Breaking the ice


#1
Instead of being a glorious whirlwind of passionate kisses and mind blowing orgasms, when living with a chronic illness such as Parkinson's, sex unfortunately can be considered as yet another physical activity... we have to worry about!

My toes and legs stiffen from the uncontrollable muscle spasms; and forget about spontaneity, I can be exhausted one minute and achy the next. But in all seriousness, sex is just another example of the challenges many of us face as we struggle to live with a chronic condition. All of those romantic notions of being swept off your feet, or in the case of men, carrying her into the moonlight, become ludicrous.

We have real life obstacles to deal with, in maintaining our physical care and our emotional stability- like fatigue, achiness, impotency, shame, guilt and self-consciousness. And we must not forget, there is the side effects of our medications?!... Weight gain or loss, hair loss, low sex drive and also increased sex drive. Increased sex drive can cause problems just as much, if not more, in a relationship especially if ones behaviour becomes extremely compulsive - in which case could have devastating affects on a relationship. Just as important, there are our partners that we also have to consider. They may not have the same physical and emotional struggles, and it can cause a serious riff in relationships if the topic of sex is not handled with care.

I've found that communication is so important. Being open and honest with your partner and sharing with him or her your concerns and fears really does help, so does listening openly to their concerns. Chronic illness makes spontaneity very difficult and can create a looming fear of not being able to perform on the spot.

Another way to circumvent "bad timing" is to prepare ourselves by taking warm baths with or take a few over-the-counter pain pills to try and help with aches and pains. Perhaps throw a light massage in the mix with some aromatherapy oils and romantic candles! Get your partner to help with the housework or with the kids so you don't feel so fatigued. Planning ahead may not make up for spontaneity, but it does add to anticipation!

Accepting how your body looks and feels is not only essential to maintaining a healthy identity, it will also reduce the anxiety of having an intimate encounter. You may, like me, have a few more lumps and bumps, and extra weight which may not be acceptable for you, but we have to realize that not accepting yourself is communicated during intimate relationships. If you are uncomfortable with you, it makes it equally hard for your partner to be comfortable. I suppose you just have to accept that you're doing the best you can with what you have, so give yourself a break!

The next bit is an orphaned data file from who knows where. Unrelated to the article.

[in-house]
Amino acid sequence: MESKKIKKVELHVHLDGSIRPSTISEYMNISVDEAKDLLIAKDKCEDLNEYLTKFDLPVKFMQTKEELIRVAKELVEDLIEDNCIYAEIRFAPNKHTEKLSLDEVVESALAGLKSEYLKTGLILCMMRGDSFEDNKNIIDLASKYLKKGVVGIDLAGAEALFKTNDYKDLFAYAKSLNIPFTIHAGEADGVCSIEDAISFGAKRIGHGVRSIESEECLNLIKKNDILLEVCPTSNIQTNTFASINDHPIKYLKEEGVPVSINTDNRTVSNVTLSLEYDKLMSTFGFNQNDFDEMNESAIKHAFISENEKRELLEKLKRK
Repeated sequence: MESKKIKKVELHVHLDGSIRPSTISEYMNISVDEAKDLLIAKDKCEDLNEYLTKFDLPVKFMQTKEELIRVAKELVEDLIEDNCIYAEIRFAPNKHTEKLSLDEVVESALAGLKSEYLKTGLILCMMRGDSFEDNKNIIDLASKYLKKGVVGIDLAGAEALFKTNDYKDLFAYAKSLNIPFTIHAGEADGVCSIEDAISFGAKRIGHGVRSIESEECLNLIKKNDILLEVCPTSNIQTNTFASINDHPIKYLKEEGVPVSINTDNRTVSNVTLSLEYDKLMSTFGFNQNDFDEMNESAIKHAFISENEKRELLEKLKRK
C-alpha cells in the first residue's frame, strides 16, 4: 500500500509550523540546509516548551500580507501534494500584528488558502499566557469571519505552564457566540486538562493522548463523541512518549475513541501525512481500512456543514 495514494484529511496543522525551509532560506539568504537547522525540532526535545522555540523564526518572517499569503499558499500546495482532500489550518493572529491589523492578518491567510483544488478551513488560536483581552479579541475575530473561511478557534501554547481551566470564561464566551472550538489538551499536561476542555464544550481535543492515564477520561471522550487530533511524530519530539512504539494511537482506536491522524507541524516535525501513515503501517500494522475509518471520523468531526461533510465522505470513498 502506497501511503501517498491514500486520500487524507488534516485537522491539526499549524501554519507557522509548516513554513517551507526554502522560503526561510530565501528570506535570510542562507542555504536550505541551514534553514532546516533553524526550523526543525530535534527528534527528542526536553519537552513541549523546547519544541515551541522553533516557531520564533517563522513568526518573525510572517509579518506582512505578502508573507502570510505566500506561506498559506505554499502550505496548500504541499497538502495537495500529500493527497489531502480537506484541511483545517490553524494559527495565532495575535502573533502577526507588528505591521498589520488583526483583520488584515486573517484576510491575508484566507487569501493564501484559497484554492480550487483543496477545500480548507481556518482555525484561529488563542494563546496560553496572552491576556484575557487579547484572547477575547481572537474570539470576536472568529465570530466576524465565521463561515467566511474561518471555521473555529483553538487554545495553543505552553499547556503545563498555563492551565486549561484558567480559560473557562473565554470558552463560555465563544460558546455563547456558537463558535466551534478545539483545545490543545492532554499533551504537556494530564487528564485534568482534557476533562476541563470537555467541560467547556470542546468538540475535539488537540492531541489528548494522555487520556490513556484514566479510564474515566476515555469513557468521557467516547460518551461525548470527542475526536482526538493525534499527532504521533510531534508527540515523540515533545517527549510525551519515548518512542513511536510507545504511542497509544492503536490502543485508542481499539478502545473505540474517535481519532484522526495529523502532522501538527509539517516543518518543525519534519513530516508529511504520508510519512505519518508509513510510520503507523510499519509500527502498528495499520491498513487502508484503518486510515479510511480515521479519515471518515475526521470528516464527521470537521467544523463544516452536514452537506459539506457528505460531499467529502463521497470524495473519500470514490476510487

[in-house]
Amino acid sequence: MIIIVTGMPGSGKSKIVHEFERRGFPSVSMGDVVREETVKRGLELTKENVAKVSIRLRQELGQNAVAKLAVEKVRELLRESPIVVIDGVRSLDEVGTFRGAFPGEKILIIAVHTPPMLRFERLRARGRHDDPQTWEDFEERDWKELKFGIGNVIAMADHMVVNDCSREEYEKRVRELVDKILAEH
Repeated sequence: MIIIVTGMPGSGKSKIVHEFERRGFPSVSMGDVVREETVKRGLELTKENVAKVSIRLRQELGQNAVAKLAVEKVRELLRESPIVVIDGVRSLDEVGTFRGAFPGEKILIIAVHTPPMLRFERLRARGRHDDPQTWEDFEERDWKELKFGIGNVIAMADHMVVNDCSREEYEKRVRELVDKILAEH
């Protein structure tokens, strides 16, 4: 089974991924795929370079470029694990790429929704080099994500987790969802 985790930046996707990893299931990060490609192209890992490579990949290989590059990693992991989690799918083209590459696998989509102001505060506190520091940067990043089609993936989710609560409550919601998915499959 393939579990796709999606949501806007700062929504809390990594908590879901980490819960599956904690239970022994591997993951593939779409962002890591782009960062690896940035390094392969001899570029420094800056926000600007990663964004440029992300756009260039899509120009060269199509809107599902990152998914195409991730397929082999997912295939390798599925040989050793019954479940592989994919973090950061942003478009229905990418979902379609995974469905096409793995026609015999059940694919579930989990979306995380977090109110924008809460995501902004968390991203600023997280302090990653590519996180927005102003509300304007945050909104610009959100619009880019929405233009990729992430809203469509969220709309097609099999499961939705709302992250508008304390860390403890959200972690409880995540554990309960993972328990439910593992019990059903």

I've found it helps to try and time sex when your medication is working at its best. Trying new sexual positions helps and is good fun too.

For people like us, who live with a chronic illness, we may need to activate a bit more patience and a whole lot of creativity when it comes to our “bedroom business”, but the well known saying is -where there is a will, there is a way!

Cutiepie

I was going to sign off with a blushing smiley, but I changed my mind because after all, sex and intimacy is part of a healthy relationship :wink:

#2
:laughing:i will make mine short and sweet ct as im shattered now :laughing:but everything u have took the time to rite is all so true and so well put ,i agree with all of it ,:flushed:and theres my red facey .xx:smile:

#3
Nice post QT.
once again you cover all the bases.

Sex can be an ordeal for the PWP. Especially with you modern ladies, expecting men to dash from one spot to another. And as for the old adage, A gentleman takes the weight on his elbows, that goes right out the door!
Its nice to know the subject can be broached in a sensible way and i thank you for bringing it up, so to speak.
I too was going to add a blushing smiley , and i have.:flushed:

#4
Hello Wendy
It might seem rude but why are you talking from a mans perspective?
janni

#5
love sex but put me of today my 6 mounth visit to my quack at the end of meds two options brain op or tube in my bowl how sexy is that

#6
I'm sorry to hear that dadio x

#7
hugs dadio:smile:xx i tell u wot though mate,ive had so much done to me stomach and other parts me body,but it dont stop me:wink:

#8
A bulldozer wouldn't stop YOU, Ali! :laughing::laughing::laughing:

#9
:flushed::flushed::flushed:

#10
(is a bulldozer a sleeping bull?)

#11
Hello, Janni.
I was`nt speaking from a man`s point of view, although I could have done, as I have taken the time and trouble in my time to discover what makes a good sex partner. I am actually taking a detatched view,
belonging as I do to that sad group that no longer indulges.
In any case, did you not know i was a man in drag?

#12
Janni, I didn't interpret Wendy's posting as taking the man's point of view at all.

#13
Hi dadio,

sorry to hear your news, it may not be of any help for you to hear but my sister has had an ileostomy ( bowel movements through a bag on her stomach ) since she was 13. She has had numerous operations and had tubes in her stomach for months at a time. She is now married and has a lovely little girl. She has flair ups from time to time but she is very happy. So don't loose hope!

Tulip x

#14
Back to the topic in hand (no it's not really in my hand), the answer to the PD or meds or fatigue messing up the love life is always communication.
Discuss it, have a laugh about it, be more adventurous, don't worry about failures, stick to a cuddle. Just don't get stressed - if anything goes wrong you both know why, so just have a chuckle!